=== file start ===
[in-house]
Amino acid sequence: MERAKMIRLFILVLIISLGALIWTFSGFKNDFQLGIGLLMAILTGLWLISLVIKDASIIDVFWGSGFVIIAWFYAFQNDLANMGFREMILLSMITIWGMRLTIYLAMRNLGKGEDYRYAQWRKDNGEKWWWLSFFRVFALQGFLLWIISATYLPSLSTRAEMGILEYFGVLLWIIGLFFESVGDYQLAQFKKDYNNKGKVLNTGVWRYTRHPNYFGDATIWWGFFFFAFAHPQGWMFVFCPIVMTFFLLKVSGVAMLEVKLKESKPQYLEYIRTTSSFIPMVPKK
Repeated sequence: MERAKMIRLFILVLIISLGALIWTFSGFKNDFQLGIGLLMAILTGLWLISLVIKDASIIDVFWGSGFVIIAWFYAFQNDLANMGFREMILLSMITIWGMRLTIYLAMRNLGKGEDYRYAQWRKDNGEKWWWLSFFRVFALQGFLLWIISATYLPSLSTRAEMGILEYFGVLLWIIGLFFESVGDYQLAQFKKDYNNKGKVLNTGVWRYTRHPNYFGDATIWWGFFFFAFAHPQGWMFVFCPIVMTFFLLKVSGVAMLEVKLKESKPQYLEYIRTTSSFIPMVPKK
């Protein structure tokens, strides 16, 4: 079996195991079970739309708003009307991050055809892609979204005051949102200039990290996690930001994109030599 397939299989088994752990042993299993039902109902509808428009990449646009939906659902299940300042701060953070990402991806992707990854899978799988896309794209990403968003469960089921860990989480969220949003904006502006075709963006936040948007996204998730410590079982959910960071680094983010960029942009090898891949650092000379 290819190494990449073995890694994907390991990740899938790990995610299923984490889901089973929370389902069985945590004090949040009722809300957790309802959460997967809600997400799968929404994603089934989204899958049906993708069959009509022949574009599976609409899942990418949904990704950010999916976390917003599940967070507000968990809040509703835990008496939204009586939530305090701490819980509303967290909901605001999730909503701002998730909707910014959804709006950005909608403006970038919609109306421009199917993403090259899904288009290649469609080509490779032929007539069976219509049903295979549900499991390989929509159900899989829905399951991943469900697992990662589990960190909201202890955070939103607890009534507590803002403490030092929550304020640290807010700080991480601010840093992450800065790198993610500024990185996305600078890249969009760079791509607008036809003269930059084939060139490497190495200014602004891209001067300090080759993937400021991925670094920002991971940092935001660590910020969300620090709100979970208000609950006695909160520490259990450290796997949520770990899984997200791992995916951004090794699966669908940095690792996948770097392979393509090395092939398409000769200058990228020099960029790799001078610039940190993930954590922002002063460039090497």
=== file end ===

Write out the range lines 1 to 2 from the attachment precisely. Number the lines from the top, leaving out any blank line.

[in-house]
Amino acid sequence: MERAKMIRLFILVLIISLGALIWTFSGFKNDFQLGIGLLMAILTGLWLISLVIKDASIIDVFWGSGFVIIAWFYAFQNDLANMGFREMILLSMITIWGMRLTIYLAMRNLGKGEDYRYAQWRKDNGEKWWWLSFFRVFALQGFLLWIISATYLPSLSTRAEMGILEYFGVLLWIIGLFFESVGDYQLAQFKKDYNNKGKVLNTGVWRYTRHPNYFGDATIWWGFFFFAFAHPQGWMFVFCPIVMTFFLLKVSGVAMLEVKLKESKPQYLEYIRTTSSFIPMVPKK